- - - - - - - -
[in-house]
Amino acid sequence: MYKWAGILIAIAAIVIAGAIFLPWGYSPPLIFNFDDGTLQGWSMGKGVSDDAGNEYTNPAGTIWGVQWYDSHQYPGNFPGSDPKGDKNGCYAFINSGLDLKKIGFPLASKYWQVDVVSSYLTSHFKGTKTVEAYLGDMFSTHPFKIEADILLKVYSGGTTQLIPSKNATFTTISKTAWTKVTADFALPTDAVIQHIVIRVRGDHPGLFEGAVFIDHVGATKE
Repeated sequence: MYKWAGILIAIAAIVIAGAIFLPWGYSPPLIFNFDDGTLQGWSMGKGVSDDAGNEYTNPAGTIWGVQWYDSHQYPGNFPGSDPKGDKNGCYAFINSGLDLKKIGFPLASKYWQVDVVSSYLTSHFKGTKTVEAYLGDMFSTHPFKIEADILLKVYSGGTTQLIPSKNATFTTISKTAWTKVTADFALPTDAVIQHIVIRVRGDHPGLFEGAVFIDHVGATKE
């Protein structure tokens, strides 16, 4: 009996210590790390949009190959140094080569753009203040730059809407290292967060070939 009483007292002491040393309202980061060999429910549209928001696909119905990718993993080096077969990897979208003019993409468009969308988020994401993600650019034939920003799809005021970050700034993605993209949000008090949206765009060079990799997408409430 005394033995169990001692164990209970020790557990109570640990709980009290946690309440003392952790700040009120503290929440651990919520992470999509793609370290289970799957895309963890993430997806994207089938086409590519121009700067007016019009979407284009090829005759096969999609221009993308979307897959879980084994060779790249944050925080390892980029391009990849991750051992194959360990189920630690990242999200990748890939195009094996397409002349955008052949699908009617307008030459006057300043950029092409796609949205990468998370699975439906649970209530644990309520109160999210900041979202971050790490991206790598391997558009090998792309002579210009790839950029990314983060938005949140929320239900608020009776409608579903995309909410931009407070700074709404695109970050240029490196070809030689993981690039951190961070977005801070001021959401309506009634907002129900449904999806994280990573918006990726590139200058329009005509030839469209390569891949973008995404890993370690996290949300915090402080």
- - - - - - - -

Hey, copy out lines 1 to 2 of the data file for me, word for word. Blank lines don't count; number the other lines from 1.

[in-house]
Amino acid sequence: MYKWAGILIAIAAIVIAGAIFLPWGYSPPLIFNFDDGTLQGWSMGKGVSDDAGNEYTNPAGTIWGVQWYDSHQYPGNFPGSDPKGDKNGCYAFINSGLDLKKIGFPLASKYWQVDVVSSYLTSHFKGTKTVEAYLGDMFSTHPFKIEADILLKVYSGGTTQLIPSKNATFTTISKTAWTKVTADFALPTDAVIQHIVIRVRGDHPGLFEGAVFIDHVGATKE